The surface mount electronics manufacturing minor provides students with a foundation in the professional study and practice of the manufacturing of electronic circuits with components placed directly on printed circuit boards (surface mount technology). This minor provides a broad perspective that includes surface mount devices, assembly, lean production, and quality topics. It also includes learning and practice in electronic component layout, placement, high volume production, materials, circuit board design for manufacturability (design for manufacturability - DFM) and process controls.
Notes about this minor:
This minor is closed to students majoring in robotics and manufacturing engineering technology.
Posting of the minor on the student's academic transcript requires a minimum GPA of 2.0 in the minor.
Choose one of the following
Probability and Statistics I
This course introduces sample spaces and events, axioms of probability, counting techniques, conditional probability and independence, distributions of discrete and continuous random variables, joint distributions (discrete and continuous), the central limit theorem, descriptive statistics, interval estimation, and applications of probability and statistics to real-world problems. A statistical package such as Minitab or R is used for data analysis and statistical applications.
Introduction to Statistics I
This course introduces statistical methods of extracting meaning from data, and basic inferential statistics. Topics covered include data and data integrity, exploratory data analysis, data visualization, numeric summary measures, the normal distribution, sampling distributions, confidence intervals, and hypothesis testing. The emphasis of the course is on statistical thinking rather than computation. Statistical software is used.
This course covers basic statistical concepts and techniques including descriptive statistics, probability, inference, and quality control. The statistical package Minitab will be used to reinforce these techniques. The focus of this course is on statistical applications and quality improvement in engineering. This course is intended for engineering programs and has a calculus prerequisite. Note: This course may not be taken for credit if credit is to be earned in STAT-145 or STAT-155 or MATH 252..
Probability and Statistics for Engineering I
Statistics in engineering; enumerative and analytic studies; descriptive statistics and statistical control; sample spaces and events; axioms of probability; counting techniques; conditional probability and independence; distributions of discrete and continuous random variables; joint distributions; central limit theorem.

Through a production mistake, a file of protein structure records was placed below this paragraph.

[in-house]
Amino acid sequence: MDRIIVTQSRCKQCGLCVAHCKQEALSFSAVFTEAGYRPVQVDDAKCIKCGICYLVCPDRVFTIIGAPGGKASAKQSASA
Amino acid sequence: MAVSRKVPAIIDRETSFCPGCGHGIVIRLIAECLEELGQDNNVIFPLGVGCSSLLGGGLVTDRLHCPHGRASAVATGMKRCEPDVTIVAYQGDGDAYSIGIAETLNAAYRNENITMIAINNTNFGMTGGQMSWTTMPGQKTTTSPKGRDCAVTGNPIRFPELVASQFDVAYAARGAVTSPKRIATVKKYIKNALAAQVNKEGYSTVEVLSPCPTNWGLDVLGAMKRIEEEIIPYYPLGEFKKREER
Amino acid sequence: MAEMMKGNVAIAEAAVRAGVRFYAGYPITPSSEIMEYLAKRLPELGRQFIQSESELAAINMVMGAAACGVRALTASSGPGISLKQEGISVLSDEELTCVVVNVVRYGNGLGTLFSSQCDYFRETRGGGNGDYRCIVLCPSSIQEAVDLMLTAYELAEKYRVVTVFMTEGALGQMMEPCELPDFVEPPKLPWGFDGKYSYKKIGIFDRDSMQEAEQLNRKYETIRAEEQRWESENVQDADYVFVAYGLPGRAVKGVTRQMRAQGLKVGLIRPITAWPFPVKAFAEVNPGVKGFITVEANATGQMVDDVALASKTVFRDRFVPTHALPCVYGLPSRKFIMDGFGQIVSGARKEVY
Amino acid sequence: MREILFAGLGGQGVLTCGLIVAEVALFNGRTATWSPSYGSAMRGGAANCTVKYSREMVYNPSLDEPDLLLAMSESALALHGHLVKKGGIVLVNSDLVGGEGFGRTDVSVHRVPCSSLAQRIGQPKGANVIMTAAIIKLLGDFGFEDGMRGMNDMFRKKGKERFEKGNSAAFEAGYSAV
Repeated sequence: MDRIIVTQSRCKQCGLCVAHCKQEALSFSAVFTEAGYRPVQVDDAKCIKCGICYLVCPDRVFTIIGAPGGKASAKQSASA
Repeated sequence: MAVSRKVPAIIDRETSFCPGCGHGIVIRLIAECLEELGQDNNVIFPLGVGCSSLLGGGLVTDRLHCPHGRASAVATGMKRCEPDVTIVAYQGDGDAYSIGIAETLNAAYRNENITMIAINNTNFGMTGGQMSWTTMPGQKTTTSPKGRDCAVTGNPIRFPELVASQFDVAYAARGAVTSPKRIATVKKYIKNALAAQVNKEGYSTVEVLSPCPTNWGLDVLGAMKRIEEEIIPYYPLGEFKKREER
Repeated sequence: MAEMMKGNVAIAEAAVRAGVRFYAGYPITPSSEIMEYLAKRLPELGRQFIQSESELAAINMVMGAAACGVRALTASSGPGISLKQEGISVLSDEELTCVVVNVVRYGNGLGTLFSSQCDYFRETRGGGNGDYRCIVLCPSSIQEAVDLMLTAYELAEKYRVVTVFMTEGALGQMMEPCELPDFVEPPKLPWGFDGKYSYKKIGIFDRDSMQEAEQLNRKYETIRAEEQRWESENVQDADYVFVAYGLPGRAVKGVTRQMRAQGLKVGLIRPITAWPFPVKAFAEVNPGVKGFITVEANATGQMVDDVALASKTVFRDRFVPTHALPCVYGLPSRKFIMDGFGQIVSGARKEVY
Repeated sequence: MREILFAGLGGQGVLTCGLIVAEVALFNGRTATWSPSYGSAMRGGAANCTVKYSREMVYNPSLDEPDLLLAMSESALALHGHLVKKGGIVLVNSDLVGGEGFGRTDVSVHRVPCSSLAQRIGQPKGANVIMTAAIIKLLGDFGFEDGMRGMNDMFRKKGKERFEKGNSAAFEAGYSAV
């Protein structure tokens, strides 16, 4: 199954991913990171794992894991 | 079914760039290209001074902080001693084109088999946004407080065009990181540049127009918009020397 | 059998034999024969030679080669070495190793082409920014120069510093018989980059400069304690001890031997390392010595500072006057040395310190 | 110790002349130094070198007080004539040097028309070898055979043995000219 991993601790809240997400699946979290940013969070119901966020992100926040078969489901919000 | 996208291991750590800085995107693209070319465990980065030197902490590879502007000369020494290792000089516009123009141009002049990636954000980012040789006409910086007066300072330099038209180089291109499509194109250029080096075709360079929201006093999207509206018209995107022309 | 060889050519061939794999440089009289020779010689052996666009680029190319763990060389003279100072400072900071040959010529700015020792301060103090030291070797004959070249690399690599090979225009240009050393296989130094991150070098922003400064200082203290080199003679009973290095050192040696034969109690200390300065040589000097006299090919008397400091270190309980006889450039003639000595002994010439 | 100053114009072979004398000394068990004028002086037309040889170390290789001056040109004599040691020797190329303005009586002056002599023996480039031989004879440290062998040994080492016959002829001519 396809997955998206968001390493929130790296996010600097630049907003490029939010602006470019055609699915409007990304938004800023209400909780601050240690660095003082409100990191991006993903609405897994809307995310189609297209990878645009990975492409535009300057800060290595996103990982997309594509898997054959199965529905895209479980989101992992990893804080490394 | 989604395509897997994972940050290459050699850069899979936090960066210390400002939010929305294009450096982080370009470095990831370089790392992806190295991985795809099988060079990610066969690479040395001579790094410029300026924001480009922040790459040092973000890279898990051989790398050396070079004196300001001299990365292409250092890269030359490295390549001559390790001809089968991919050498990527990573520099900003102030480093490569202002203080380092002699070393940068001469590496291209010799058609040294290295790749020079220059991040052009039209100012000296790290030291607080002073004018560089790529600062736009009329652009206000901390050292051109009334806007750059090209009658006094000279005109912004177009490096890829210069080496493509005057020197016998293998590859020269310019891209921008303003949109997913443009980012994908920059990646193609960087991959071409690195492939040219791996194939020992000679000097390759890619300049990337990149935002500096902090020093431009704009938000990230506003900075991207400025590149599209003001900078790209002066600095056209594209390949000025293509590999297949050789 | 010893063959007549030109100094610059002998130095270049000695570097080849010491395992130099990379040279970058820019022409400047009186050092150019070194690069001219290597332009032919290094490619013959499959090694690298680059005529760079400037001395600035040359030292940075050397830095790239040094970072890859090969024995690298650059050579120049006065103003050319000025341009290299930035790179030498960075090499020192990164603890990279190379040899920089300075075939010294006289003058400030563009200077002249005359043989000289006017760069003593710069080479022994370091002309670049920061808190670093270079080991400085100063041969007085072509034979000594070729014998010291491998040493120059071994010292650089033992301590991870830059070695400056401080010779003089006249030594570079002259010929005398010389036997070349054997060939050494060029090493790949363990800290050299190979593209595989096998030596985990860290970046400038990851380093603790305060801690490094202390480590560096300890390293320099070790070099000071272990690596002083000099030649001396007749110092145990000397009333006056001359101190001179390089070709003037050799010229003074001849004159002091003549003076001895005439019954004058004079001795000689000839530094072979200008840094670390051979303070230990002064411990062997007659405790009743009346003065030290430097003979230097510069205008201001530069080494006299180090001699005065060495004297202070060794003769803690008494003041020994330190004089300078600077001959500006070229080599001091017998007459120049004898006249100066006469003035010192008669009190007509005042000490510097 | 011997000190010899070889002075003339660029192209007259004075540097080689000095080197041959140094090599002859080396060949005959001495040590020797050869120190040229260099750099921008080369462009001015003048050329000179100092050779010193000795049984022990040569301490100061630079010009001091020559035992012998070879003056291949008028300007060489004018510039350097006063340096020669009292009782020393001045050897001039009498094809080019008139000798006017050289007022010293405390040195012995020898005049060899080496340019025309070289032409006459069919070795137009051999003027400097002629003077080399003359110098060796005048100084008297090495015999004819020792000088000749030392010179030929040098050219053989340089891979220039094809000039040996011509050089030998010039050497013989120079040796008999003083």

Quality Engineering Principles
This course is designed to introduce the student to techniques required to maintain and improve quality within manufacturing organizations and the service sector through the use of statistical methodologies. The course covers concepts of quality, quality managements and assurance, product quality, design of quality control chart, statistical process control, and quality improvement through design by considering concept development and implementation. Traditional and modern quality systems will be discussed including the work of such quality gurus like Taguchi, Deming, Juran, and Shewhart.
Lean Production & Supply Chain Operations
This course is designed to provide the student with knowledge and skills of contemporary theories and practices in operations and supply chain management employed by world class manufacturing organizations. Students are introduced to topics that include forecasting, aggregate planning, inventory management, capacity management, and supply chain management. Integrated with these topics are lean excellence tools VSM, 5S, Kanban, OEE and Standard Work Practices, Cycle Time Analysis.
This course provides a thorough understanding of the technology, components, equipment, materials and manufacturing process for through hole technology and surface mount technology electronics manufacturing. Students will develop a strong foundation needed for advanced work in surface mount technology (SMT). Topics in Design for Manufacturing are also considered for high volume vs. low volume manufacturing. Students may only receive credit for this course or MFET-655, not both.
Advanced Concepts in Semiconductor Packaging
The advanced course in semiconductor packaging will provide a thorough coverage of the materials, processes, failure, and reliability of chip level packaging. Specific topics include single-chip, multi-chip, wafer level and 3D stacked packaging, photonic integrated chip (PIC), smaller passives and embedded passive component technology, advanced substrates and microvia technology, solder technologies, metallurgy and joint formation, thermal management, thermal and mechanical behavior of packaging, failure analysis, and reliability testing. This course is cross listed with MFET-656 students may receive credit for MFET-556 or MFET-656, not both.